Nature and Madness

Nature and Madness

PAUL SHEPARD
Foreword by C. L. Rawlins
Copyright Date: 1982
Pages: 200
https://www.jstor.org/stable/j.ctt46n6gw
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  • Book Info
    Nature and Madness
    Book Description:

    Through much of history our relationship with the earth has been plagued by ambivalence--we not only enjoy and appreciate the forces and manifestations of nature, we seek to plunder, alter, and control them. Here Paul Shepard uncovers the cultural roots of our ecological crisis and proposes ways to repair broken bonds with the earth, our past, and nature. Ultimately encouraging, he notes, "There is a secret person undamaged in every individual. We have not lost, and cannot lose, the genuine impulse."

    eISBN: 978-0-8203-4233-7
    Subjects: Ecology & Evolutionary Biology, Philosophy

Table of Contents

  1. Front Matter
    (pp. i-vi)
  2. Table of Contents
    (pp. vii-viii)
  3. Foreword
    (pp. ix-xviii)
    C. L Rawlins

    Paul Shepard’s introduction, written in 1982, places this work in its intellectual context: the analysis of human character as a natural phenomenon. But his ideas also have tremendous moral weight. Despite our present environmental destructiveness, he says, we are capable of being good, not just as individuals but as a species.

    Of his many distinguished books, Shepard believed Nature and Madness to be the most important, for its presentation of what amounts to a unified field theory of the human condition. To support this, he draws from a stunning array of disciplines. His research in the fields of biology, genetics,...

  4. Preface
    (pp. xix-xxii)
  5. 1 Introduction
    (pp. 1-18)

    My question is: why do men persist in destroying their habitat? I have, at different times, believed the answer was a lack of information, faulty technique, or insensibility. Certainly intuitions of the interdependence of all life are an ancient wisdom, perhaps as old as thought itself, occasionally rediscovered, as it has been by the science of ecology in our own society. At mid-twentieth century there was a widely shared feeling that we only needed to bring businessmen, cab drivers, housewives, and politicians together with the right mix of oceanographers, soils experts, or foresters in order to set things right.

    In...

  6. 2 The Domesticators
    (pp. 19-46)

    Of half the time since the beginning of the momentous revolution by which agriculture and village life began to reshape the condition of human existence we know almost nothing of the felt experience. On how the world was seen we have only surmises based on bits of material culture, dug up like fossil imprints of ideas. Archaeology tells us that the first crops preceded the making of cities by about five thousand years. The fifty centuries from here back to that point of earliest urbanity, to the wheel and the advent of writing, embracing the whole tumult of civilized man,...

  7. 3 The Desert Fathers
    (pp. 47-74)

    If ideas have habitats in which they originate and prosper, then the desert edge might be called the home of Western thought. Historically this is common knowledge, for the peoples of the dry landscapes of Egypt, Sumer, Assyria, Palestine, and the Eastern European and Eurasian borders of the Mediterranean Sea fashioned many of the concepts that define Occidental civilization.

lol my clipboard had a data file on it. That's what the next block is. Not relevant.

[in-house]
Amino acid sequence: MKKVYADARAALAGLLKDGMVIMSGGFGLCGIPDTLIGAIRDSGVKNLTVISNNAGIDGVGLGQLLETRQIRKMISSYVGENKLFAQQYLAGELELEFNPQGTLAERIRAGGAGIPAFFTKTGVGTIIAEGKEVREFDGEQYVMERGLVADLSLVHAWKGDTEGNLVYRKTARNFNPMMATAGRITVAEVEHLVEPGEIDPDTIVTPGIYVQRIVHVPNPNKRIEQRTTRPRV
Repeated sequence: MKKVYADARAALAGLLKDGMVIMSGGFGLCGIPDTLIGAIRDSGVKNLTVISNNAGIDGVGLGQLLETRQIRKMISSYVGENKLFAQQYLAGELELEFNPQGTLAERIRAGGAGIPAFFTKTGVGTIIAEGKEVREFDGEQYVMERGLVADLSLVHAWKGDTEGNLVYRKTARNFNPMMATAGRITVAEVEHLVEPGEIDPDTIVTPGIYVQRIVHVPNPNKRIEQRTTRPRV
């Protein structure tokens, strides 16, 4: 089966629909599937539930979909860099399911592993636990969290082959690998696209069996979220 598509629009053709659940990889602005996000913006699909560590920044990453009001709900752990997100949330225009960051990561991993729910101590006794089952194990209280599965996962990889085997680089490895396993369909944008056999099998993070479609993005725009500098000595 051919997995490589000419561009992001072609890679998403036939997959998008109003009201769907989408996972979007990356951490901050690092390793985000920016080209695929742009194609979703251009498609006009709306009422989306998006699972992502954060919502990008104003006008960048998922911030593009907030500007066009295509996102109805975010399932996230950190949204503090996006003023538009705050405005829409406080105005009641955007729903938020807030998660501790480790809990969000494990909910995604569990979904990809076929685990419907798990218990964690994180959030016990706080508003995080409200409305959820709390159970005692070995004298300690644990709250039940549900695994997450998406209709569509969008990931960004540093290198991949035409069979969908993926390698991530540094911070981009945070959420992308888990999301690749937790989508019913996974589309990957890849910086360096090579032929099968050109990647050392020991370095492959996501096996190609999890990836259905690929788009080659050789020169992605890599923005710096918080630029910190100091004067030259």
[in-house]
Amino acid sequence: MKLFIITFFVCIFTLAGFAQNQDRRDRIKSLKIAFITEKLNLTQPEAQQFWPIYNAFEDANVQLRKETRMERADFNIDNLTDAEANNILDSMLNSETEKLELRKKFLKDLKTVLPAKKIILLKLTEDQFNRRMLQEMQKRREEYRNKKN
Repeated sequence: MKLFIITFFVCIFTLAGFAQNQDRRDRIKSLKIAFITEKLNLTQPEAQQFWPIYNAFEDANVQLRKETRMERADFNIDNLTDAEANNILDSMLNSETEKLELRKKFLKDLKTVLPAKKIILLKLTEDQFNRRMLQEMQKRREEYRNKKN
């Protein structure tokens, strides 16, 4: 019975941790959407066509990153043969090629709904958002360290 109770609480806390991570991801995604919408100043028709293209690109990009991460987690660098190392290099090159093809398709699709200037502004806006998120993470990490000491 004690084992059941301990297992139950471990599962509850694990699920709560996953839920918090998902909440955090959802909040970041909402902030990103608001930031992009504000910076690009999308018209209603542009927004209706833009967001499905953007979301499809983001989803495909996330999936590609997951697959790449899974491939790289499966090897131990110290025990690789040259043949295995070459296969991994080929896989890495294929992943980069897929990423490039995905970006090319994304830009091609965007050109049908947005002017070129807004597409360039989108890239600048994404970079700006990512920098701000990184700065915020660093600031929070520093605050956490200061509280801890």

To understand this aridity of culture we must stand apart from the conventions of history, even while using the record of the past, for the idea of history is itself a Western invention whose central theme is the rejection of habitat....

  8. 4 The Puritans
    (pp. 75-92)

    The concepts, illusions, and dreams about nature that mark Protestant thought are not, to me, comprehensible in terms only of the Reformation. Those notions saturate the modern world; its radio preachers, newspaper editorialists, and corporate warlocks alike make pronouncements whose origins are many centuries old.¹ Their premises are creatures of the desert, that silent presence, mute mentor and partner of the church fathers and the obsessional mind, then and now. In this context, too, Greek thinking comes to us in a special guise.

    For Paul, John, Anthony, Ambrose, Augustine, Tertullian, Jerome, and others the desert and desertified landscapes sustained their...

  9. 5 The Mechanists
    (pp. 93-108)

    It is odd, after seventy centuries of city life, that we continue to be uneasy about it and uncertain as to what is wrong. The situation is like those psychological illnesses in which the patient shows a devilish capacity to obscure the real problem from himself. A demon seems to make false leads, so that deliverance requires more of the same, confusing problem and symptom. It is as though traffic, smog, disease, violence, crime, uncaring strangers, dirt, drug addiction, and unemployment collectively provide distraction from something that perhaps cannot be dealt with.

    The city’s central role in harm to world...

  10. 6 The Dance of Neoteny and Ontogeny
    (pp. 109-130)

    In the ideology of recent times—of progress and the self-making of the person and the society, of the ego’s selection of choices of what-to-be, appended to a body—the child is a sac physiologique that is fostered and that grasps or obtains thought and intelligence. Epigenesis is a contrary concept of life cycle (or ontogeny). The person emerges in a genetic calendar by stages, with time-critical constraints and needs, so that instinct and experience act in concert. The mature adult is a late stage in this lifelong series of overlapping and interlocking events: not linear but spiral, resonating between...

  11. Notes
    (pp. 131-174)
  12. Index
    (pp. 175-178)